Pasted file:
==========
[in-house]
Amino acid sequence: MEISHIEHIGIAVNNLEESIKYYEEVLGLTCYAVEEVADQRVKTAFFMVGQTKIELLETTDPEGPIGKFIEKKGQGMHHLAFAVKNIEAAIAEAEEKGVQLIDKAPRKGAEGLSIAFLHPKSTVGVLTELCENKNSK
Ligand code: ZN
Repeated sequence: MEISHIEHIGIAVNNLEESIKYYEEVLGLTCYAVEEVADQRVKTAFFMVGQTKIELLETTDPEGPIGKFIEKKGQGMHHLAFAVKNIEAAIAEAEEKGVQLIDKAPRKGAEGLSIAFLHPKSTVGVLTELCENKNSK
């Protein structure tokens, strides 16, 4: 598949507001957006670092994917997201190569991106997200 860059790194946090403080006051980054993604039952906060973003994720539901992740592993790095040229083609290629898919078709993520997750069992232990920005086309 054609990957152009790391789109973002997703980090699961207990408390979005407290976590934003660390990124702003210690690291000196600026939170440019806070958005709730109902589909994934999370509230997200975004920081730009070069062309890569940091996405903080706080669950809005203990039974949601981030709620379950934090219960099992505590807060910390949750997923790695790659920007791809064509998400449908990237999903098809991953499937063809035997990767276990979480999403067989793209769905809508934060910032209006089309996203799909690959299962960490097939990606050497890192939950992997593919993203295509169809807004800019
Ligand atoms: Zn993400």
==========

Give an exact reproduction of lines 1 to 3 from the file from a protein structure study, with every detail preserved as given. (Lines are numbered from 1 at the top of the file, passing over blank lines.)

[in-house]
Amino acid sequence: MEISHIEHIGIAVNNLEESIKYYEEVLGLTCYAVEEVADQRVKTAFFMVGQTKIELLETTDPEGPIGKFIEKKGQGMHHLAFAVKNIEAAIAEAEEKGVQLIDKAPRKGAEGLSIAFLHPKSTVGVLTELCENKNSK
Ligand code: ZN